TALLAHASSEE, Fla. (AP) — Florida's new legislative leaders on Tuesday pledged to fix the state's troubled elections system, and promised a new era of cooperation in the wake of a string of Election Day defeats that surprised many top Republicans.
The GOP still firmly controls the Florida Legislature, but the tone struck by new Senate President Don Gaetz and new House Speaker Will Weatherford was a stark turnaround from the past two years.
Weatherford stressed the need for Democrats and Republicans to work together, while Gaetz said that voters don't want finger-pointing over why things can't get done.
"What I can commit to is that you always will be treated with fairness and respect, no matter which party you represent," said Weatherford, R-Wesley Chapel, after he was sworn in.
Gaetz told his colleagues after his swearing-in that "I cannot go home to Niceville with the excuse that I did nothing about job growth and blame the Democrats. ... The people who sent you here want solutions, not excuses."
After the 2010 elections, then-Senate President Mike Haridopolos, a Republican, proclaimed that the Senate was the most conservative ever in the history of the state. In tandem with Gov. Rick Scott, lawmakers approved a long list of contentious proposals, including a measure that cut the number of days available for early voting.
Lawmakers overrode objections by Democrats as they forced public employees to start paying for their pensions and put on the ballot a number of proposed constitutional amendments including measures dealing with abortion, the federal health care overhaul and private-school vouchers.
Most of the amendments, however, were soundly rejected by voters. Democrats picked up seats in the Florida Senate for the first time in 30 years while the Republican in line to become speaker in two years was defeated.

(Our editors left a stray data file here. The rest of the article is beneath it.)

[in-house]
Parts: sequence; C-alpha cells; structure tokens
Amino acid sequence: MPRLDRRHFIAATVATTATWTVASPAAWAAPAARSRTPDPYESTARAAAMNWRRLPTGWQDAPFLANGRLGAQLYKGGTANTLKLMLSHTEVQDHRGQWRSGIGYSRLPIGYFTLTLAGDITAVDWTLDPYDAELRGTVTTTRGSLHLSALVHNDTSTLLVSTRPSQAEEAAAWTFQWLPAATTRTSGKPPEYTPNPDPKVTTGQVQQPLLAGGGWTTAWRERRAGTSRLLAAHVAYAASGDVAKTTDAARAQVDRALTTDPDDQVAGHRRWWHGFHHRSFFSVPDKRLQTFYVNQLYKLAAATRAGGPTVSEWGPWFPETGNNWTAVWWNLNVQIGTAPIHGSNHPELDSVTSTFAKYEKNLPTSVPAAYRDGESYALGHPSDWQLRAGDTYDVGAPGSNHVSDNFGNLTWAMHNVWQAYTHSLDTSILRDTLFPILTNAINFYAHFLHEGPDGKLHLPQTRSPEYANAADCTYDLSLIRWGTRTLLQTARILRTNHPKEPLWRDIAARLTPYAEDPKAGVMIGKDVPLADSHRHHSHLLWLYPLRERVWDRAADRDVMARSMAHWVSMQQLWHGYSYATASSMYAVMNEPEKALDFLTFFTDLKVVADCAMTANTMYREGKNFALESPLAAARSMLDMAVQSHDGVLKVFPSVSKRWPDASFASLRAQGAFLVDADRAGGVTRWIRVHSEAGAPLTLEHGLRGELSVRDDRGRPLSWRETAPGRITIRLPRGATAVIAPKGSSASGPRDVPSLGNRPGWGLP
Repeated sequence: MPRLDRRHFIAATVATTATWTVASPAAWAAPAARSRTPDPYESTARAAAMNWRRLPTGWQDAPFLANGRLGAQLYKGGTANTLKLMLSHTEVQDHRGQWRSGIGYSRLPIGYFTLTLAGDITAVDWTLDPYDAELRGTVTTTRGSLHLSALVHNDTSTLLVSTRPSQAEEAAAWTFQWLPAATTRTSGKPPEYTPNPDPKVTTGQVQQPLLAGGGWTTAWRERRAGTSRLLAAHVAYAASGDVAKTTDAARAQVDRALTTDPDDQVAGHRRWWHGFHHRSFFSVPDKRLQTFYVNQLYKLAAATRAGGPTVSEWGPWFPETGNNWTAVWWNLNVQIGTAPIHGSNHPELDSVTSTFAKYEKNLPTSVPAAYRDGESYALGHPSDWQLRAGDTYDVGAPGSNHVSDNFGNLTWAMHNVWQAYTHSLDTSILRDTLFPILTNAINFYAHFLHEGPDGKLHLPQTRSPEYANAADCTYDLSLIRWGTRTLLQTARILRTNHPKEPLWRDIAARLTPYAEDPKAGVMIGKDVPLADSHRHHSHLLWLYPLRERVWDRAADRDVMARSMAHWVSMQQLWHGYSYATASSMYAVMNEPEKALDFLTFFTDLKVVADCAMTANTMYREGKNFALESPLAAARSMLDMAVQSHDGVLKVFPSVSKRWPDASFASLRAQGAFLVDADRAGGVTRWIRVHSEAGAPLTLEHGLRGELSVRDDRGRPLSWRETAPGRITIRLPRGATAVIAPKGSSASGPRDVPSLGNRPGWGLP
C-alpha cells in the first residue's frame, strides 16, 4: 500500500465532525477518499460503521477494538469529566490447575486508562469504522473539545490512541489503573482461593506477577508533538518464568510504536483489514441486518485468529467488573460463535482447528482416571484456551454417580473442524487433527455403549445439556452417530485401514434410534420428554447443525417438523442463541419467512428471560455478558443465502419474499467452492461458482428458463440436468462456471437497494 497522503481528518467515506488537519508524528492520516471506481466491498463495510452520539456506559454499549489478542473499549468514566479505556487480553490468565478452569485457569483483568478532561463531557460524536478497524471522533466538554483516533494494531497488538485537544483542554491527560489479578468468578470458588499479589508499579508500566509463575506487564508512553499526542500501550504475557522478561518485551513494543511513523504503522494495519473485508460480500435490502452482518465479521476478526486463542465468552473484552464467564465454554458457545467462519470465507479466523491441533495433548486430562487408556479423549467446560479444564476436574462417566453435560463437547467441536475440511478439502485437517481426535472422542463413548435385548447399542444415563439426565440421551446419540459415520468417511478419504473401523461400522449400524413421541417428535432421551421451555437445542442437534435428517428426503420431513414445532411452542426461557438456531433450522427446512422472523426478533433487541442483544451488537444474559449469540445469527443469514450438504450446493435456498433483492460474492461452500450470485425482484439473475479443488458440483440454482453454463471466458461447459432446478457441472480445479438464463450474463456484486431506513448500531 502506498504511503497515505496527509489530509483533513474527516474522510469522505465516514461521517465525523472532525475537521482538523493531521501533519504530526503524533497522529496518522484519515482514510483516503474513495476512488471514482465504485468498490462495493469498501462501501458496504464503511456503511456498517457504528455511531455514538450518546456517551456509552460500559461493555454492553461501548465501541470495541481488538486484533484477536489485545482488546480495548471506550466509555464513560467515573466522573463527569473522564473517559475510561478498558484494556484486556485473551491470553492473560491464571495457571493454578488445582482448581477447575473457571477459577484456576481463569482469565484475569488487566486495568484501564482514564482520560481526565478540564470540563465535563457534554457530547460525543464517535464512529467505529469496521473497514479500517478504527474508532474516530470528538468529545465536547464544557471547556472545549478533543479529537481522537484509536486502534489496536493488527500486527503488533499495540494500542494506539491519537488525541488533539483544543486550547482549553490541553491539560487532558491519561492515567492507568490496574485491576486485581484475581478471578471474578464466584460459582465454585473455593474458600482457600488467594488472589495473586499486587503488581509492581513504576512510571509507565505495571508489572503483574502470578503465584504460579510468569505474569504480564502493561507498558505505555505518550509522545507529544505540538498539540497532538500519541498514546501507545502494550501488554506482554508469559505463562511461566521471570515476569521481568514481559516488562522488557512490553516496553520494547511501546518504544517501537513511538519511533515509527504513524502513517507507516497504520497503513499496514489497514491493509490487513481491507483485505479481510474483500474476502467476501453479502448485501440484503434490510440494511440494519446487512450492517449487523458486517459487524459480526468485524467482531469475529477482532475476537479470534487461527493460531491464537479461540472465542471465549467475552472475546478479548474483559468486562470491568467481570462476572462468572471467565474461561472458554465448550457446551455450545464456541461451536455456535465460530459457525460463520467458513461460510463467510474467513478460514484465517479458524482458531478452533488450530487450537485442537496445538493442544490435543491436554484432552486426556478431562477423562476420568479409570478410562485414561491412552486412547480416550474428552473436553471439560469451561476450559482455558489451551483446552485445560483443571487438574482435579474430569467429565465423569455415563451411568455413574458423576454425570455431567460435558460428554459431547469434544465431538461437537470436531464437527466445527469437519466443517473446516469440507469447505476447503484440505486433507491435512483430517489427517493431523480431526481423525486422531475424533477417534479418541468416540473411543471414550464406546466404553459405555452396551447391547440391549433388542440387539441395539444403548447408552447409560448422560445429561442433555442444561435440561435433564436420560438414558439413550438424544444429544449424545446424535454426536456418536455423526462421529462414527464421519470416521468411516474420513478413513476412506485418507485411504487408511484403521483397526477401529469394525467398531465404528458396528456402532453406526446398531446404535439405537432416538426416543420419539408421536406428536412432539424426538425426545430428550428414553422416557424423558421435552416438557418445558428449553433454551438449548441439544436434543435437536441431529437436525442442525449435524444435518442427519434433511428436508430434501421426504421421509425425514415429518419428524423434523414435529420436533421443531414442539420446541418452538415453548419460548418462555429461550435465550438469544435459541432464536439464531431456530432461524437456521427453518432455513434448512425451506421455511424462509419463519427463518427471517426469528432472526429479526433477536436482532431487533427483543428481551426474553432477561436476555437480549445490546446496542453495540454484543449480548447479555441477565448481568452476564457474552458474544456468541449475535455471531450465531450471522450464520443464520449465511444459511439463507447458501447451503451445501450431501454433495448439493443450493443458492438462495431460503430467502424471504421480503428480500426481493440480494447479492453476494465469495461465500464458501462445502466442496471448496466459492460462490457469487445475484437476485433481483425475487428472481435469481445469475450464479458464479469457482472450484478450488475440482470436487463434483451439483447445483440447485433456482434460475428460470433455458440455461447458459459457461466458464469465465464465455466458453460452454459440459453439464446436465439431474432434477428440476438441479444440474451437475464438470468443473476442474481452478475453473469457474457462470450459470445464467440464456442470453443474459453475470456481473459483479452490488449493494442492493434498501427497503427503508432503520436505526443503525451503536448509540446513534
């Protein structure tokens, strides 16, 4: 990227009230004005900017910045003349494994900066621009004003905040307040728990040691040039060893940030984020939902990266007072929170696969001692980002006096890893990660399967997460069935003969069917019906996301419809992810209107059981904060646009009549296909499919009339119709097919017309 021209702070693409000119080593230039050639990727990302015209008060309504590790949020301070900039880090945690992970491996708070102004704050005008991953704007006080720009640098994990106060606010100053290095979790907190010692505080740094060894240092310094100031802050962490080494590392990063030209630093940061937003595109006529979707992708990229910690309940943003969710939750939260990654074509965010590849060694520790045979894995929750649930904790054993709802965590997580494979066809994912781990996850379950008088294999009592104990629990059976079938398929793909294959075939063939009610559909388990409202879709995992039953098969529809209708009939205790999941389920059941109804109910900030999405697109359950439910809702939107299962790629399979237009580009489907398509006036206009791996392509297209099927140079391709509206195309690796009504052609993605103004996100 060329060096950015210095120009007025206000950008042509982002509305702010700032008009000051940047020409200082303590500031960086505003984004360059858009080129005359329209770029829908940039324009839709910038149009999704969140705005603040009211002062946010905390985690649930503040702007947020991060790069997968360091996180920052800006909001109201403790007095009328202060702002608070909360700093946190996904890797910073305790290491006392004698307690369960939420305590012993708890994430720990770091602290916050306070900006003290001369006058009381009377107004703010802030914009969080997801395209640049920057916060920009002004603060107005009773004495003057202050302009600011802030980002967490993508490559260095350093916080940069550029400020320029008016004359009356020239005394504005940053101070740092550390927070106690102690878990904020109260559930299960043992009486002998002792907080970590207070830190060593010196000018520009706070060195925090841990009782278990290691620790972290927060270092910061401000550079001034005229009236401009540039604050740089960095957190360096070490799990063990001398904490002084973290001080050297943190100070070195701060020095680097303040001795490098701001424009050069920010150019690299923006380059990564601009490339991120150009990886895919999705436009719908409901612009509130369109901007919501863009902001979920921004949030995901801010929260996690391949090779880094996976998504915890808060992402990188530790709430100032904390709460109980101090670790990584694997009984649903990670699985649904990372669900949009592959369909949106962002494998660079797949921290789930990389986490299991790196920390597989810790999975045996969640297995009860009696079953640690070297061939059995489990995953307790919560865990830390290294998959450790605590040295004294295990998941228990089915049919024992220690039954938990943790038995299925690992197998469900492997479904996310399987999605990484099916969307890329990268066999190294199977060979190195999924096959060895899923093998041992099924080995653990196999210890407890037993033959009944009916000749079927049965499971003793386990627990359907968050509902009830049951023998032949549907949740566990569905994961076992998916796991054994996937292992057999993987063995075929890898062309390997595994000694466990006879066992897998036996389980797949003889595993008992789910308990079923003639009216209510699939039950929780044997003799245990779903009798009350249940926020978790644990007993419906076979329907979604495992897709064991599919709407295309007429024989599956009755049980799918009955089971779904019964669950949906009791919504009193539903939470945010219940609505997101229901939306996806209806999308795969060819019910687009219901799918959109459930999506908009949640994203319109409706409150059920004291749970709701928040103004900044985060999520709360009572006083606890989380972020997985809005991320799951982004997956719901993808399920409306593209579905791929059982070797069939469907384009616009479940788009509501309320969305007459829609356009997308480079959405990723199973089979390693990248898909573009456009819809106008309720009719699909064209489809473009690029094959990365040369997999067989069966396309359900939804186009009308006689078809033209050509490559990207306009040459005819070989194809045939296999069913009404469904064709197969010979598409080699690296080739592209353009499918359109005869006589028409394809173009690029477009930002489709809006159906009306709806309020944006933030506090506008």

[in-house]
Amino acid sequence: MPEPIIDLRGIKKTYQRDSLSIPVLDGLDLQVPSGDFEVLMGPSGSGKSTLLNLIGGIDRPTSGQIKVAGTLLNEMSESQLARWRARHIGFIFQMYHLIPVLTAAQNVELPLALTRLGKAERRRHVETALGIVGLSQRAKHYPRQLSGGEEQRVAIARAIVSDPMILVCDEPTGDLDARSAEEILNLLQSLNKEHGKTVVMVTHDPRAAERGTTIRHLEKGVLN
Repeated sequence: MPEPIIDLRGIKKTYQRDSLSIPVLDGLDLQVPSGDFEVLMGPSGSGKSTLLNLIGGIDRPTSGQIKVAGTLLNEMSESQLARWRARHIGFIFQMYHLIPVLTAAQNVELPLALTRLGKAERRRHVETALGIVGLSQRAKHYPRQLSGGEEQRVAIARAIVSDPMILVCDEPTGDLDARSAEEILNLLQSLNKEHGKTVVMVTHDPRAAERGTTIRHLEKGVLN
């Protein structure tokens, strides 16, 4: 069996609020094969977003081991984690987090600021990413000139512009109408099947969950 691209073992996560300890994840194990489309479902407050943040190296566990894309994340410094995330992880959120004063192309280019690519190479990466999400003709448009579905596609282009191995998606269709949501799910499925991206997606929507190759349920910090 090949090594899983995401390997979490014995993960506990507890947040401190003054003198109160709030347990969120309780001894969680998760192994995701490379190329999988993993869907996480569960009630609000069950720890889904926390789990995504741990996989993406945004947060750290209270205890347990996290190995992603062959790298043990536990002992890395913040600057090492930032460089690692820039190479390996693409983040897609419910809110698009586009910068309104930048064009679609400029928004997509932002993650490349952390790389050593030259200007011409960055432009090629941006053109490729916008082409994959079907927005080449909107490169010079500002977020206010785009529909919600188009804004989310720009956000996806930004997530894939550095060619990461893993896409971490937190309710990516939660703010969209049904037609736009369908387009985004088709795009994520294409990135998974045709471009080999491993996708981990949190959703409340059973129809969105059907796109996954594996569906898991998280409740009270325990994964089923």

Rep. Jimmy Patronis, R-Panama City, said the election results will prompt Republicans to move more deliberately and slowly over the next two years.
Democrats who heard the new Republican leaders welcomed the change.
"The voters do not want to see these red meat issues that have nothing to do with Florida moving forward," said House Democratic Leader Perry Thurston, D-Fort Lauderdale.
This newfound sense of bipartisanship, however, will be tested in the months to come as lawmakers get to work on crafting a new budget, figuring out how to respond to the federal health care overhaul, and help improve the economy.
The two sides will have to decide whether to help the unpopular Governor Scott, who could be vulnerable heading into his bid for re-election in 2014.
Weatherford noted that bipartisanship is a two-way street and asked whether Democrats plan to use their power "to surprise and embarrass the majority in order to grab a good headline?"
Gaetz also pledged to make Florida's elections a model for the nation in 2014. Democrats have blamed a reduction in the number of early-voting days and the multitude of amendments on the ballot for the long lines that forced people to wait for hours on Election Day.
Gaetz said that legislators would review what happened, including why there were more problems in some of the South Florida counties, where it took days for the ballots to get counted.
"This isn't a third-world country," Gaetz said. "And America shouldn't have to wait for five days after the polls close to find out how Florida voted."